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Last of the mosquitoes, and thanks to the community

Posted by: Sian Stringer

July 25, 2018

A road stretches out to the horizon, the sun setting behind clouds. A white van sits at the side, headlights on.
The release van taking a short break to enjoy the sunset.

By Kathryn Dryden

At the end of May, the last non-biting sterile male Aedes aegypti mosquitoes were set free in Debug Innisfail’s study sites, to find their wild female match.

The Debug Innisfail project in the Northern Cassowary Coast has now wrapped up with the release of over three million non-biting sterile male Aedes aegypti in order to test technology to reduce the risk of disease spread by suppressing the population of the invasive mosquito.

A mad mozzie season

The Aedes aegypti is one of nearly 30 mosquito species found locally, and they are responsible for transmitting diseases such as dengue and Zika.

“This year’s summer has been a shocker with biting mosquitoes, particularly due to all the rain as they love to breed in water. I’ve noticed smaller black mosquitoes around as well, which hover around but don’t bite. I know that they are the males that the Debug Innisfail van releases outside of my house,” said Goondi Bend resident Alf Joyce.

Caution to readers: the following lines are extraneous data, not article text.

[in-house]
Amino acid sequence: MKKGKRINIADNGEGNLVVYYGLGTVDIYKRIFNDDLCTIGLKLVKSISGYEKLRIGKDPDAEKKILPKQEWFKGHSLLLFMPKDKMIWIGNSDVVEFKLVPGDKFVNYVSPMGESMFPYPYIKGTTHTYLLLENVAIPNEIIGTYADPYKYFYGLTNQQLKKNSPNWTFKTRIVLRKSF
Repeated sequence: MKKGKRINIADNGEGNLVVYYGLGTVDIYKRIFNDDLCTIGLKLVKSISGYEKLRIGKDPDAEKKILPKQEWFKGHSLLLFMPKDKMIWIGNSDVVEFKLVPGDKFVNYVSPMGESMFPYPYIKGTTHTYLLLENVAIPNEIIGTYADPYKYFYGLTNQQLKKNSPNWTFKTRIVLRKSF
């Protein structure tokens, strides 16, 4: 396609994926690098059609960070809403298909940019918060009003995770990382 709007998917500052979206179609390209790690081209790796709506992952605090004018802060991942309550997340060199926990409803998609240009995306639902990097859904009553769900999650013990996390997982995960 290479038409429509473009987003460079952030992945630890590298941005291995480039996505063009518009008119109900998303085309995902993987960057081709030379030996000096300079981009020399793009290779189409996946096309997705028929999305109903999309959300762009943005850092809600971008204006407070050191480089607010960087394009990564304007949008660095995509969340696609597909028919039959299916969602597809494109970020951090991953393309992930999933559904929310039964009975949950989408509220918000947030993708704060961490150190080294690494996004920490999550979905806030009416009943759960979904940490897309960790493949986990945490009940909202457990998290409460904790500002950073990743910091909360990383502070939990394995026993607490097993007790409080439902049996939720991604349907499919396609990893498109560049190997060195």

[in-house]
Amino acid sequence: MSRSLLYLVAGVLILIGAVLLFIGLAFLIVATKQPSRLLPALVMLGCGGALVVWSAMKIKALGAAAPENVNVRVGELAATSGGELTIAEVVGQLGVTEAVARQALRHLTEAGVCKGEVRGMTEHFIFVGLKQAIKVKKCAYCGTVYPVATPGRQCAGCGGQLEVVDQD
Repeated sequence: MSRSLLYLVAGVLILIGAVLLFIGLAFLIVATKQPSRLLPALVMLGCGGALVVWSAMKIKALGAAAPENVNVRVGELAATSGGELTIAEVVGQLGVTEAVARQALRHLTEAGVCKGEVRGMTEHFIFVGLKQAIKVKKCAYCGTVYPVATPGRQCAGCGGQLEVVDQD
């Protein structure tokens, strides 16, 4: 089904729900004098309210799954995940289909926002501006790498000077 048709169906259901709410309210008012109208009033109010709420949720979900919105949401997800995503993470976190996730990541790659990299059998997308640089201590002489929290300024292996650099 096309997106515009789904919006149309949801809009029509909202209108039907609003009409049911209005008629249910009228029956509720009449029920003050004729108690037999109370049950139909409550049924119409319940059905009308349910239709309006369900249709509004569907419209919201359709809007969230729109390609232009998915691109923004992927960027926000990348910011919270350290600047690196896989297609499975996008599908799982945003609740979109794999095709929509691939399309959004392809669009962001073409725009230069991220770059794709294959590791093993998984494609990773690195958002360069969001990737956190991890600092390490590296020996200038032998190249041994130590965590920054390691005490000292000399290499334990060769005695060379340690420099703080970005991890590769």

Our boys at work

The Debug Innisfail van worked its way around the neighbourhoods of South Johnstone, Mourilyan and Goondi Bend, releasing male mozzies three times a week since the end of 2017.

As male mosquitoes only live for 3-4 days, regular releases were necessary to keep the pressure on the wild female population. They have had to outcompete the wild males and essentially get to the females first. Over time, the project team could see the population of the invasive mosquito decline in the treatment sites in comparison to the control sites of Belvedere, South Innisfail and Wangan.

Thanks to the community